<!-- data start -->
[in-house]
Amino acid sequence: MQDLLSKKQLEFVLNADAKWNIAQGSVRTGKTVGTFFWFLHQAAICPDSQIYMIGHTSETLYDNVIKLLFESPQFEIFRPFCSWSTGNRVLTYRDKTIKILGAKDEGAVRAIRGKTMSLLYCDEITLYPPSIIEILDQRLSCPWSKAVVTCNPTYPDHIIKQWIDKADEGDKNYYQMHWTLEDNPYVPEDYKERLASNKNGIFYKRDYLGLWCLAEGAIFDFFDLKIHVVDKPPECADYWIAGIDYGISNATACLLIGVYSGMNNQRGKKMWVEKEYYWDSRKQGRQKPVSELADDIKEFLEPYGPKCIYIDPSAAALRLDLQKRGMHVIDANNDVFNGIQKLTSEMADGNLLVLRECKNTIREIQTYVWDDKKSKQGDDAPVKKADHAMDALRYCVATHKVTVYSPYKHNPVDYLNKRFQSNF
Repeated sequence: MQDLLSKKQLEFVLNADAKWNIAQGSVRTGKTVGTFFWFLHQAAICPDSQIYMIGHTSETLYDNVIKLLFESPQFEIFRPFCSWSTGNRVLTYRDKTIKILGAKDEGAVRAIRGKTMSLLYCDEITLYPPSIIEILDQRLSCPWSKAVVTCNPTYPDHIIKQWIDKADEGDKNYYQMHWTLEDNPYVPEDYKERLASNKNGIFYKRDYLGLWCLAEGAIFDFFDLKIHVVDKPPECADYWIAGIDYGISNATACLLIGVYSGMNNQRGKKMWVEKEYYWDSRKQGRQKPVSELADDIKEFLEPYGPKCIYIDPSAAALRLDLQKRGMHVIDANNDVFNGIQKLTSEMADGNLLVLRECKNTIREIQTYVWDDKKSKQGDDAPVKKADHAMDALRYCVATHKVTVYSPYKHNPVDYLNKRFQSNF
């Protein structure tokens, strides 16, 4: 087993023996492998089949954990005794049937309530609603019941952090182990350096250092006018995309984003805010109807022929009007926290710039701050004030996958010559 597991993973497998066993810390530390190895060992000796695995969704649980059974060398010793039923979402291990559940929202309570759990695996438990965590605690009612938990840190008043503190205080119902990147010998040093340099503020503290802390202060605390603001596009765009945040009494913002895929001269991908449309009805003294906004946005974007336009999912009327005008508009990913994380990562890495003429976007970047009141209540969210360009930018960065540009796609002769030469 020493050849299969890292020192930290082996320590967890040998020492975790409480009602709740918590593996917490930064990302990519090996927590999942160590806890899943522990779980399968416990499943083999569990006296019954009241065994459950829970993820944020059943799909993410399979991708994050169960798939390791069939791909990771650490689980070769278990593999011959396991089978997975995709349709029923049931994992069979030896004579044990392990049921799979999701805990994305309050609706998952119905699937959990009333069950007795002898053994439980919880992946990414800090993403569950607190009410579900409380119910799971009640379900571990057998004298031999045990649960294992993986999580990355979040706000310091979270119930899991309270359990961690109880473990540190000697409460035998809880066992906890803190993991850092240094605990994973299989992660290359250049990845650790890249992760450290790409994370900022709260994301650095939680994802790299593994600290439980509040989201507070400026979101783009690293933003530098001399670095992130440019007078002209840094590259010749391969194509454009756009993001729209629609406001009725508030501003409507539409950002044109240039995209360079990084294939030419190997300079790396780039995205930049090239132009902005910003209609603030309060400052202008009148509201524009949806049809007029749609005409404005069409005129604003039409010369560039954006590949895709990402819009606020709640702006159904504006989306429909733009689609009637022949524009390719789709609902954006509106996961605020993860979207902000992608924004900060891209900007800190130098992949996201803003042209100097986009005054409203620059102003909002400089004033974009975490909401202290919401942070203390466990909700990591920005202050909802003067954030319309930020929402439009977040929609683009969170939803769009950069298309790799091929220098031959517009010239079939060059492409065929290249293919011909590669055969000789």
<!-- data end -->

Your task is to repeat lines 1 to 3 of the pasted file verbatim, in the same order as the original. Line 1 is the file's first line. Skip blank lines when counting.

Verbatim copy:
[in-house]
Amino acid sequence: MQDLLSKKQLEFVLNADAKWNIAQGSVRTGKTVGTFFWFLHQAAICPDSQIYMIGHTSETLYDNVIKLLFESPQFEIFRPFCSWSTGNRVLTYRDKTIKILGAKDEGAVRAIRGKTMSLLYCDEITLYPPSIIEILDQRLSCPWSKAVVTCNPTYPDHIIKQWIDKADEGDKNYYQMHWTLEDNPYVPEDYKERLASNKNGIFYKRDYLGLWCLAEGAIFDFFDLKIHVVDKPPECADYWIAGIDYGISNATACLLIGVYSGMNNQRGKKMWVEKEYYWDSRKQGRQKPVSELADDIKEFLEPYGPKCIYIDPSAAALRLDLQKRGMHVIDANNDVFNGIQKLTSEMADGNLLVLRECKNTIREIQTYVWDDKKSKQGDDAPVKKADHAMDALRYCVATHKVTVYSPYKHNPVDYLNKRFQSNF
Repeated sequence: MQDLLSKKQLEFVLNADAKWNIAQGSVRTGKTVGTFFWFLHQAAICPDSQIYMIGHTSETLYDNVIKLLFESPQFEIFRPFCSWSTGNRVLTYRDKTIKILGAKDEGAVRAIRGKTMSLLYCDEITLYPPSIIEILDQRLSCPWSKAVVTCNPTYPDHIIKQWIDKADEGDKNYYQMHWTLEDNPYVPEDYKERLASNKNGIFYKRDYLGLWCLAEGAIFDFFDLKIHVVDKPPECADYWIAGIDYGISNATACLLIGVYSGMNNQRGKKMWVEKEYYWDSRKQGRQKPVSELADDIKEFLEPYGPKCIYIDPSAAALRLDLQKRGMHVIDANNDVFNGIQKLTSEMADGNLLVLRECKNTIREIQTYVWDDKKSKQGDDAPVKKADHAMDALRYCVATHKVTVYSPYKHNPVDYLNKRFQSNF